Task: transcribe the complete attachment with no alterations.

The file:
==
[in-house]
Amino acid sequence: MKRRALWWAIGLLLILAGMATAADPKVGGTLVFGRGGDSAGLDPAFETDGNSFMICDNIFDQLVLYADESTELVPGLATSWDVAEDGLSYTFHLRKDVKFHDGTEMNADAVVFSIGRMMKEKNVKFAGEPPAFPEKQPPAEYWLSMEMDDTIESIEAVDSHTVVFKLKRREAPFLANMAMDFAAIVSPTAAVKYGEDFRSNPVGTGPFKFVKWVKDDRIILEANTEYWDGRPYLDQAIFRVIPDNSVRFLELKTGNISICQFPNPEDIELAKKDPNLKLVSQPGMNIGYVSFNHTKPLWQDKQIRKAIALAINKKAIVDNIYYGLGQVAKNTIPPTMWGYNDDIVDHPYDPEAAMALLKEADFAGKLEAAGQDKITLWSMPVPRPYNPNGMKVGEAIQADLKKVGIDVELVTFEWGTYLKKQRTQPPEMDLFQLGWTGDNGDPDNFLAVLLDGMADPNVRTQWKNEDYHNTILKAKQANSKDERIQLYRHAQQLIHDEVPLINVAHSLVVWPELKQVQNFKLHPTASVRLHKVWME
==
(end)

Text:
[in-house]
Amino acid sequence: MKRRALWWAIGLLLILAGMATAADPKVGGTLVFGRGGDSAGLDPAFETDGNSFMICDNIFDQLVLYADESTELVPGLATSWDVAEDGLSYTFHLRKDVKFHDGTEMNADAVVFSIGRMMKEKNVKFAGEPPAFPEKQPPAEYWLSMEMDDTIESIEAVDSHTVVFKLKRREAPFLANMAMDFAAIVSPTAAVKYGEDFRSNPVGTGPFKFVKWVKDDRIILEANTEYWDGRPYLDQAIFRVIPDNSVRFLELKTGNISICQFPNPEDIELAKKDPNLKLVSQPGMNIGYVSFNHTKPLWQDKQIRKAIALAINKKAIVDNIYYGLGQVAKNTIPPTMWGYNDDIVDHPYDPEAAMALLKEADFAGKLEAAGQDKITLWSMPVPRPYNPNGMKVGEAIQADLKKVGIDVELVTFEWGTYLKKQRTQPPEMDLFQLGWTGDNGDPDNFLAVLLDGMADPNVRTQWKNEDYHNTILKAKQANSKDERIQLYRHAQQLIHDEVPLINVAHSLVVWPELKQVQNFKLHPTASVRLHKVWME